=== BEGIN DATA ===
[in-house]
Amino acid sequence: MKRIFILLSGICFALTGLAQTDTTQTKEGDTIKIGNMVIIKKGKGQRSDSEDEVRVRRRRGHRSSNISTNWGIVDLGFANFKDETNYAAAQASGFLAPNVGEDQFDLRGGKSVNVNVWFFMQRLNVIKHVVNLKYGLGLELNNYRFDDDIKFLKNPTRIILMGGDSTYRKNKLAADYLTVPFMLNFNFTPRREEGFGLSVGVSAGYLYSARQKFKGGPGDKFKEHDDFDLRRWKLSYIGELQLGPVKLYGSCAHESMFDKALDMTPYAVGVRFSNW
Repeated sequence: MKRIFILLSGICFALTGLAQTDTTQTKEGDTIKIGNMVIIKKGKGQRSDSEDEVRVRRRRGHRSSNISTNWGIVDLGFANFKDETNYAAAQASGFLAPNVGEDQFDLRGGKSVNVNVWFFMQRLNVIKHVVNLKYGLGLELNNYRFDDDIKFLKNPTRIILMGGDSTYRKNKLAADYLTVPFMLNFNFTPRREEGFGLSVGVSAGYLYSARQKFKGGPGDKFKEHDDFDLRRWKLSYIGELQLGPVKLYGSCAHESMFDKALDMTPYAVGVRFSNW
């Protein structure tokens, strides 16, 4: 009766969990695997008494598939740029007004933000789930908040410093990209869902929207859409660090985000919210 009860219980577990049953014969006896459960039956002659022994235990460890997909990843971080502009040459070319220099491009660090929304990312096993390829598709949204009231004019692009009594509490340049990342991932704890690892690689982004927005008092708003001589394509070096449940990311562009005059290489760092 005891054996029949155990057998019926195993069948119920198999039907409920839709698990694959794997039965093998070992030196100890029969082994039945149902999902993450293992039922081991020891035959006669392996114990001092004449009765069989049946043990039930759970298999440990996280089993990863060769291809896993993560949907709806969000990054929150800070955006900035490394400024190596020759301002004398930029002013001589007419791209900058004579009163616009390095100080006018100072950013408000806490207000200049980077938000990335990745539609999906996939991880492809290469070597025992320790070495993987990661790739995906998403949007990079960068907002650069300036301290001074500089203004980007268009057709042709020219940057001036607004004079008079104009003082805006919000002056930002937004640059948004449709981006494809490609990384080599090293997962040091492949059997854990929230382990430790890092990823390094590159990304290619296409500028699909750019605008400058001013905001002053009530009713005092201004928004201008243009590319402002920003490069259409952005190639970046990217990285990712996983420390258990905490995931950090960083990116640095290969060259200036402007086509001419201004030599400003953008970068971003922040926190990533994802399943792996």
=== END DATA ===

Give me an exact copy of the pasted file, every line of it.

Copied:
[in-house]
Amino acid sequence: MKRIFILLSGICFALTGLAQTDTTQTKEGDTIKIGNMVIIKKGKGQRSDSEDEVRVRRRRGHRSSNISTNWGIVDLGFANFKDETNYAAAQASGFLAPNVGEDQFDLRGGKSVNVNVWFFMQRLNVIKHVVNLKYGLGLELNNYRFDDDIKFLKNPTRIILMGGDSTYRKNKLAADYLTVPFMLNFNFTPRREEGFGLSVGVSAGYLYSARQKFKGGPGDKFKEHDDFDLRRWKLSYIGELQLGPVKLYGSCAHESMFDKALDMTPYAVGVRFSNW
Repeated sequence: MKRIFILLSGICFALTGLAQTDTTQTKEGDTIKIGNMVIIKKGKGQRSDSEDEVRVRRRRGHRSSNISTNWGIVDLGFANFKDETNYAAAQASGFLAPNVGEDQFDLRGGKSVNVNVWFFMQRLNVIKHVVNLKYGLGLELNNYRFDDDIKFLKNPTRIILMGGDSTYRKNKLAADYLTVPFMLNFNFTPRREEGFGLSVGVSAGYLYSARQKFKGGPGDKFKEHDDFDLRRWKLSYIGELQLGPVKLYGSCAHESMFDKALDMTPYAVGVRFSNW
């Protein structure tokens, strides 16, 4: 009766969990695997008494598939740029007004933000789930908040410093990209869902929207859409660090985000919210 009860219980577990049953014969006896459960039956002659022994235990460890997909990843971080502009040459070319220099491009660090929304990312096993390829598709949204009231004019692009009594509490340049990342991932704890690892690689982004927005008092708003001589394509070096449940990311562009005059290489760092 005891054996029949155990057998019926195993069948119920198999039907409920839709698990694959794997039965093998070992030196100890029969082994039945149902999902993450293992039922081991020891035959006669392996114990001092004449009765069989049946043990039930759970298999440990996280089993990863060769291809896993993560949907709806969000990054929150800070955006900035490394400024190596020759301002004398930029002013001589007419791209900058004579009163616009390095100080006018100072950013408000806490207000200049980077938000990335990745539609999906996939991880492809290469070597025992320790070495993987990661790739995906998403949007990079960068907002650069300036301290001074500089203004980007268009057709042709020219940057001036607004004079008079104009003082805006919000002056930002937004640059948004449709981006494809490609990384080599090293997962040091492949059997854990929230382990430790890092990823390094590159990304290619296409500028699909750019605008400058001013905001002053009530009713005092201004928004201008243009590319402002920003490069259409952005190639970046990217990285990712996983420390258990905490995931950090960083990116640095290969060259200036402007086509001419201004030599400003953008970068971003922040926190990533994802399943792996």